This is an excerpt from EERE Network News, a weekly electronic newsletter.
DOE Report on "Cold Fusion" Studies Recommends More Research
DOE's Office of Science released a report on December 1st that examined the results of roughly 15 years of experiments dealing with low-temperature nuclear reactions, commonly known as cold fusion. In 1989, researchers B. Stanley Pons and Martin Fleischman announced that a palladium electrochemical cell had generated heat from an unknown source, which they postulated was a low-temperature fusion reaction. Later that year, a review by DOE's Energy Research Advisory Board recommended against establishing DOE programs devoted to the science of cold fusion, but supported the funding of peer-reviewed experiments for further investigations. Since 1989, research programs in cold fusion have been supported by various universities, private industry, and government agencies in several countries.
In late 2003, a team of researchers approached DOE and requested another review of the experimental results to date. Their report, submitted to DOE in July, found experimental evidence for a physical effect that produces heat, the production of helium 4 (the product of fusing two nuclei of deuterium, which is a hydrogen nucleus with an added neutron), and the emission of high-energy particles. DOE, in turn, solicited comments from nine scientists, then held a one-day review of the material with another nine scientists.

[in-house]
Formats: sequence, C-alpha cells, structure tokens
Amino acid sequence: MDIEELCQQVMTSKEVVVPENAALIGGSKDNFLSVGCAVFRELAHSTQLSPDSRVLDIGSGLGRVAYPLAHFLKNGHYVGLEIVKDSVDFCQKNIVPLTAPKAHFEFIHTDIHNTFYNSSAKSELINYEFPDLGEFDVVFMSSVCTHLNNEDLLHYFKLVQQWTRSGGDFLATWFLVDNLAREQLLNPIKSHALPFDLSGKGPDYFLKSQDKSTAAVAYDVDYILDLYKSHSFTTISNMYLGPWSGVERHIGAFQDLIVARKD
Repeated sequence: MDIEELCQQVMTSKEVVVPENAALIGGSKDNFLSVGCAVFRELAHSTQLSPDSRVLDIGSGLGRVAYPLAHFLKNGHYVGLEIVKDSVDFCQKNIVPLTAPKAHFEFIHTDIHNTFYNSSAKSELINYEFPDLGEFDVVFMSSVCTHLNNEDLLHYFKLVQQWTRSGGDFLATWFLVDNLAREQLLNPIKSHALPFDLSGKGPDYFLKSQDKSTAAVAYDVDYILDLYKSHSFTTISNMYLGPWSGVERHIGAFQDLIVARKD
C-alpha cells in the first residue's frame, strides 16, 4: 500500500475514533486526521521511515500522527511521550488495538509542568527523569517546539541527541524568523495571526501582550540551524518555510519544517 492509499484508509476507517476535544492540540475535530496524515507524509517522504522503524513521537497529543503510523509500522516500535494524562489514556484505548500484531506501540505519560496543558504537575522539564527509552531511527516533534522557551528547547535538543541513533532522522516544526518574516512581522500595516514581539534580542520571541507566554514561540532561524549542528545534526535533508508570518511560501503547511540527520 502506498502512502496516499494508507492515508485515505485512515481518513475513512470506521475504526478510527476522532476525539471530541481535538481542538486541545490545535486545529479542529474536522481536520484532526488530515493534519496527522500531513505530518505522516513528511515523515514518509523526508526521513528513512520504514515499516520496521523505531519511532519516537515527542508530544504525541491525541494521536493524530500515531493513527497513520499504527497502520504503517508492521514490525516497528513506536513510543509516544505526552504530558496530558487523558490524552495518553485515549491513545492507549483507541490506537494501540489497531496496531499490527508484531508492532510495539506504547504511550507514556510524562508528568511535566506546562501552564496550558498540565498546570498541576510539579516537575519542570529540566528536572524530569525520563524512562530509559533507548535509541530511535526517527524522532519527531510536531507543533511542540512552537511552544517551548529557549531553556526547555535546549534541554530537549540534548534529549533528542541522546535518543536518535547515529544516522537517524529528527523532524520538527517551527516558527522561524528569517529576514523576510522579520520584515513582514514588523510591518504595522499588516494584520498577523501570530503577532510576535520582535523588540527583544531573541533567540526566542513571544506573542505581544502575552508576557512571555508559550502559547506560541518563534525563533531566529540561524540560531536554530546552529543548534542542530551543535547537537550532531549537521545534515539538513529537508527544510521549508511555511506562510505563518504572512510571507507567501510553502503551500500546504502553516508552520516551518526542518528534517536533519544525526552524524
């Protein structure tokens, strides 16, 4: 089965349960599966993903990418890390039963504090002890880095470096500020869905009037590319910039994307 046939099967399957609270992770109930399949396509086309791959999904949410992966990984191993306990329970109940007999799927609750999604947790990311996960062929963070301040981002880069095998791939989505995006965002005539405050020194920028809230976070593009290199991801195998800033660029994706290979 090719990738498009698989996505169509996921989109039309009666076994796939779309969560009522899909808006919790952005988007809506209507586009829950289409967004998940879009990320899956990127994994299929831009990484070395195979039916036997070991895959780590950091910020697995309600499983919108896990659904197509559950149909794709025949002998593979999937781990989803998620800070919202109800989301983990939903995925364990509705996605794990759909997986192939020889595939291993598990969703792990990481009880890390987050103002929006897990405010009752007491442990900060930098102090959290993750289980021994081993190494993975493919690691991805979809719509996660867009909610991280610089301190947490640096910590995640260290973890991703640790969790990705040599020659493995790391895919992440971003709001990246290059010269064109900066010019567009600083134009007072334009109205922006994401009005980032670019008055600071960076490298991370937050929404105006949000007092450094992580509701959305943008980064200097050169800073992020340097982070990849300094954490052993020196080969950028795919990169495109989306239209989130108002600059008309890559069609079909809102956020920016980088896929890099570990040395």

Reviewing the evidence for the production of excess heat and fusion products, two-thirds of DOE's reviewers did not feel the evidence was conclusive. Most reviewers also indicated that the evidence did not conclusively demonstrate the occurrence of cold fusion. In the final analysis, the reviewers were inconclusive about cold fusion's existence, and they recommended specific avenues for new research to resolve the uncertainties in the previous research results. See the report on the DOE Office of Science Web site.